By Aaron Earls
While almost all Americans are dealing with issues related to the coronavirus pandemic, pastors face personal issues while also trying to revamp their entire ministry essentially overnight.
On the first Sunday in March, 99% of American Protestant churches gathered as normal. By the end of the month, only 7% met physically. That social separation continued through the month of April.
In addition to highlighting the pressure points afflicting most pastors last month, LifeWay Research’s surveys demonstrate which issues have gotten worse for church leaders.
1. Pastoral care from a distance
In March, 12% of pastors listed pastoral care from a distance as a pressure point. That grew to 20% in April as pastors entered their second month of trying to serve a socially distanced congregation.
Here’s how some pastors expressed their concerns surrounding this topic.
“It is difficult to be in good contact with my people. I do text, calls, emails, even a gift from my wife and I, but it isn’t the same. It is also difficult when older members want you to come by and come into their home and visit and they don’t really understand or say they are not afraid of the virus. My wife has cancer and I am afraid of taking it home to her because of her immune system being compromised. So, I try to politely explain, but it is difficult, I would love to go and visit, and will again soon I pray.”
“It pains me to know of people who are hurting and need ministry, but due to my own immunosuppressive issues, I am unable to help them in person. I try to stay in touch via telephone. I am having to learn more about technology than I ever thought I would.”
“It is difficult to be aware of all of the needs of the congregation. Pastoral care is especially difficult without being able to touch base on Sundays and visit during the week. Because hospitals are still closed to visitors, all prayer for patients has to be done remotely, and that too is difficult.”
2. Planning for return
As some states and local governments ease restrictions, pastors face difficult decisions on when and how to begin physical services again.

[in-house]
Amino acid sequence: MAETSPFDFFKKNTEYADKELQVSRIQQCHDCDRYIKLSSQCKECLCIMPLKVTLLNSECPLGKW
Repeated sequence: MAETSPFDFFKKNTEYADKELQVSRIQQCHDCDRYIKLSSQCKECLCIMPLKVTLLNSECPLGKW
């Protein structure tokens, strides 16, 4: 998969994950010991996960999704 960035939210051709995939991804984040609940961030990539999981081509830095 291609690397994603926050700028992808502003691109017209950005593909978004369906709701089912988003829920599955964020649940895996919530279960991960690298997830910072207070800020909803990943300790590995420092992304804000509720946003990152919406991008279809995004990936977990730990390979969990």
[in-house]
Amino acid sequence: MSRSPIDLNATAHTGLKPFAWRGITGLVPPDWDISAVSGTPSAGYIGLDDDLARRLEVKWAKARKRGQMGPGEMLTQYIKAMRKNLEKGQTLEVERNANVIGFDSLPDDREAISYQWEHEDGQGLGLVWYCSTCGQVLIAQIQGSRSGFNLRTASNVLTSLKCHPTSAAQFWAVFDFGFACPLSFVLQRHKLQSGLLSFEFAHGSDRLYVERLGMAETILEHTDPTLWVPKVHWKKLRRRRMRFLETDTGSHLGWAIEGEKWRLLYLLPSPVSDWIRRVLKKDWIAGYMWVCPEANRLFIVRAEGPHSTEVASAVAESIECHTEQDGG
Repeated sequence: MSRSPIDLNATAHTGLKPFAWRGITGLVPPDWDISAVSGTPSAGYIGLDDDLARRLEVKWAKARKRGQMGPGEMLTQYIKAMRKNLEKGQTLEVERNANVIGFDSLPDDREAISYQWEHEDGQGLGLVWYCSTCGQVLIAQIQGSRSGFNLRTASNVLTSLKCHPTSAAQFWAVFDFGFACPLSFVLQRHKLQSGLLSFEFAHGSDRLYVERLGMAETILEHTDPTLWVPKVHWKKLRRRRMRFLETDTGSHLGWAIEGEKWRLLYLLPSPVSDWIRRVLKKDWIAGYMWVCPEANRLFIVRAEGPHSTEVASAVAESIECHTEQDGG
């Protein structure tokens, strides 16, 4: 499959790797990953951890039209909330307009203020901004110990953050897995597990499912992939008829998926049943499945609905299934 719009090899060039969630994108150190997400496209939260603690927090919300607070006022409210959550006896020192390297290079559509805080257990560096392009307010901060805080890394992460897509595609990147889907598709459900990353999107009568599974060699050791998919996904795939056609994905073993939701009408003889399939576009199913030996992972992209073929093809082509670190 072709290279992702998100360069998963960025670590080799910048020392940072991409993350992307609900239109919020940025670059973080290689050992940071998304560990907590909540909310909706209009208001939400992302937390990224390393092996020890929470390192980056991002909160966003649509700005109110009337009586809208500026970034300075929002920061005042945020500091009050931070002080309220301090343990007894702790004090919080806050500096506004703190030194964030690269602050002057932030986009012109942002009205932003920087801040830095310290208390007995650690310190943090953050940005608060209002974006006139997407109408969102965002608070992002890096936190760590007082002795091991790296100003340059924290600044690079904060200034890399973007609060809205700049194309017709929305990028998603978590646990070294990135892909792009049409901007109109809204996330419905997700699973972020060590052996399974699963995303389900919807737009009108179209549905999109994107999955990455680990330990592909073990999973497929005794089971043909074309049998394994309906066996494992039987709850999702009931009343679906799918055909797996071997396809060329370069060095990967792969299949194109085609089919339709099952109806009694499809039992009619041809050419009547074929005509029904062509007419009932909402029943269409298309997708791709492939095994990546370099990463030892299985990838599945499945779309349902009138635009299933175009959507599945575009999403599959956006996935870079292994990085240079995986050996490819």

In March, 7% of pastors said they were struggling with the choices concerning meeting. In April, 13% said they were specifically facing pressure about planning for a return.
Pastors explained how this was weighing on them.
“We have been given the okay to begin to have worship on May 3. Although I am excited, I am also worried. Some people will still need to stay away, and what happens if someone gets sick or dies from our return to worship?”
“What will the church look like when things do open back up? A lot of people who are 60 years of age or older still may not feel comfortable physically coming to church. What are the long-term ramifications for church attendance, participation, giving, etc.?”
“Just feeling the burden of being the person making these decisions. I sent the staff and deacons my thoughts on opening for worship and asked for their thoughts, but only received one response.”
3. Personal exhaustion
As the days and weeks wear on, pastors are beginning to feel the weight personally.
From March to April, pastors pointing to personal exhaustion, stress, and isolation increased from 6% to 10%.
Here’s a sample of what some pastors said.
“I’m tired. All the talk is about how people have all this time on their hands, but I’m actually working even harder than usual. I have been lucky to get even my one day off per week, and I’m still going into the office daily (which is both good and bad). I was actually supposed to have a vacation week off in the middle of all this, but I postponed it indefinitely. So I feel personally worn out.”
“Burnout and fatigue as we navigate a new way of doing ministry and balancing safety with the need for human interaction and relationship as a part of healthy worship.”
“Questions of should I look to move on to another church once this virus issue passes? Am I still viable in my ministry here? Feelings of depression and question of whether I truly make a difference to the church as a whole. Questions of is it time to move into the secular work force when jobs start opening and hiring takes place? Am I truly of use in the ministry, as a pastor, any longer?”
4. Disagreements and conflicts
At the end of March, the social-distancing guidelines had only recently been enacted widely. Now as restrictions stretch into a third month, some are frustrated, and pastors are noticing.
Previously, there wasn’t a significant number of pastors who said they were dealing with disagreements, conflicts, and complaints, but that’s now a pressure point for 8% of Protestant pastors.
Here’s some of what they said.
“Our folks have mostly gone along with restrictions and all that to this point. But we’re starting to get push back from a few who want us to expand what we’re doing, and I anticipate there will be sharply different opinions of how we should proceed when restrictions do begin to lift, with some wanting an ‘all-systems go’ approach and others wanting us to stick with the online-only offerings of the last six weeks.”
“I’m going to lose my job as pastor when this is over because the appearance of financial shortfall (we still have six months in the bank) is already being used to attack my leadership, so I will be unemployed.”
“Being compared to others as people are shopping and comparing. Since we were not used to livestreaming … there’s inevitably some glitches and things that are less than perfect. People are complaining each week that something wasn’t perfect.”
What problems have gotten worse for you as the pandemic has stretched on? What pressure points are you feeling now more than before?
AARON EARLS (@WardrobeDoor) is online editor of Facts & Trends.